Since the mid-12th century, the parish has been dominated by the Ickleton Priory. At least two people in the village were engaged in trade with London by the late 1400's.1
Assuming Stephen was an adult of some 45 years when recorded for tax, he would have been born in 1282, which was about as early as the yeomenry in England began using family names .2
Casebolt is derived from a Middle English nickname, "casbalde" meaning "bald head".3 Prior to the publication of Reaney's definitive Dictionary, some speculated that the Casebolt name was derived from a variety of combinations of Norman French and Old English words.
The typical English spelling of the name came to be Casbolt. That spelling was also used in America in the first two generations along with Casebolt which came to be the typical American spelling. However, over the years there have been many spelling variations, often due to the fact that most early family members were illiterate, leaving various government clerks unfamiliar with this rather unique surname to guess how it was spelled and to write that guess into the official records.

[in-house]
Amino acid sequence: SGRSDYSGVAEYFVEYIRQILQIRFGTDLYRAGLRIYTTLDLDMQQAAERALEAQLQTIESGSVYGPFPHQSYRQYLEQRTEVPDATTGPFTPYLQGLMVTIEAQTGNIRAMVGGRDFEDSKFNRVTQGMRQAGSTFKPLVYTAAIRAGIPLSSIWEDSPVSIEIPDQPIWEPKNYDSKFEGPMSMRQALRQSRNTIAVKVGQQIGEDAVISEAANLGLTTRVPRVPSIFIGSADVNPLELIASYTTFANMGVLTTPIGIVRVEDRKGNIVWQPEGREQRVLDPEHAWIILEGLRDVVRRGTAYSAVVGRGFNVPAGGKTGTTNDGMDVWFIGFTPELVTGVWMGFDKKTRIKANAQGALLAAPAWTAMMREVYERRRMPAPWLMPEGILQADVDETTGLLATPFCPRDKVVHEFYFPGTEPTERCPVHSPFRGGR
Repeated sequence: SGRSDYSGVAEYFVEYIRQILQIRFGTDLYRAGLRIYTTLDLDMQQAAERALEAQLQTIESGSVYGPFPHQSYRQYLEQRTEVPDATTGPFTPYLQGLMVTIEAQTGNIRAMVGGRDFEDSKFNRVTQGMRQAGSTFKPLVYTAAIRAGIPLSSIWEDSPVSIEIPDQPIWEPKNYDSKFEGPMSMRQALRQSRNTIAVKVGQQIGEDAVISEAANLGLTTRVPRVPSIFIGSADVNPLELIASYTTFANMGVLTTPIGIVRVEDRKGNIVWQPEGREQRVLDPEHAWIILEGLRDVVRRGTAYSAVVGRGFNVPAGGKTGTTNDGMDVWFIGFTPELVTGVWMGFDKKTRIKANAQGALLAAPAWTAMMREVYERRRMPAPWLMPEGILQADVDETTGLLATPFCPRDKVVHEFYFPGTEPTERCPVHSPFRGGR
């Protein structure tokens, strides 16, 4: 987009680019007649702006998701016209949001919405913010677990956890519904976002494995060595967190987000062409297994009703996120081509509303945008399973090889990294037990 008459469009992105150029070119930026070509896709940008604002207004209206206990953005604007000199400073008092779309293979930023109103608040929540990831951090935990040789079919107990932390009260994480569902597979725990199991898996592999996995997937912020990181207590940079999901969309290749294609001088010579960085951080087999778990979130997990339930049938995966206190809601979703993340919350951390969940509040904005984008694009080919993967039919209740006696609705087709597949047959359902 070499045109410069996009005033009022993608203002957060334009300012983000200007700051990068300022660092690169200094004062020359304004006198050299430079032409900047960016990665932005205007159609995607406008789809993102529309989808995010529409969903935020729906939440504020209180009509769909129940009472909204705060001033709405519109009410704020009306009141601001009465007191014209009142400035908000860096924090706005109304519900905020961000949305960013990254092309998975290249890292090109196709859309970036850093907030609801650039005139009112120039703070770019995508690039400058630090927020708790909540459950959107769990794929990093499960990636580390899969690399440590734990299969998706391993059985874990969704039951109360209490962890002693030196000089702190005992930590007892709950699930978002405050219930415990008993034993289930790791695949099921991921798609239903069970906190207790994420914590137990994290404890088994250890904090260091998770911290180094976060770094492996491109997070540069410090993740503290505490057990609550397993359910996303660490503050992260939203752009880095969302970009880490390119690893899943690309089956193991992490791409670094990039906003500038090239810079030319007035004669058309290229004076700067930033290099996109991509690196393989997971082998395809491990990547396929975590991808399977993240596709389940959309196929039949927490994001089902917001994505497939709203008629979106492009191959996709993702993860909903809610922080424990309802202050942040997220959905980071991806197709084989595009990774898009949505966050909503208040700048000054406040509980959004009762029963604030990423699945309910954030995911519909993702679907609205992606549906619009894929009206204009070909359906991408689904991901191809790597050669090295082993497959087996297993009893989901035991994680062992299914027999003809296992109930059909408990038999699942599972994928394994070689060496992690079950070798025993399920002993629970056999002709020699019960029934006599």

As to spellings of the first syllable, I have seen: Caes, Cais, Cars, Cas, Case, Cash, Casse, Cast, Casta, Cats, Caus, Chas, Kase, and Kis. I kept expecting to find Cays or Kays, but never did. As to spellings of the last syllable, I have seen: bal, ball, boalt, bold, bolde, boldt, bole, boll, bolt, bolte, bolts, bone, bott, boult, bout, brolt and bult. Combinations of the first and last syll
1 Wright, VI:231.
2 Bardsley p. 6 indicates that in the 11th and 12th centuries in western Europe surnames began to be broadly used in a lasting way. A chart in Even p. 131 confirms that in lists of well-to-do Englishmen made before 1100 more than half usually did not show surnames, whereas in lists made after 1100 virtually all were shown with both given and surnames.
3 Reaney, p. 62.
CASEBOLT -- An American Family Copyright 1992- RAK
Chapter 1 - Origins Page 1-3
Last Revised: 19 April 1992
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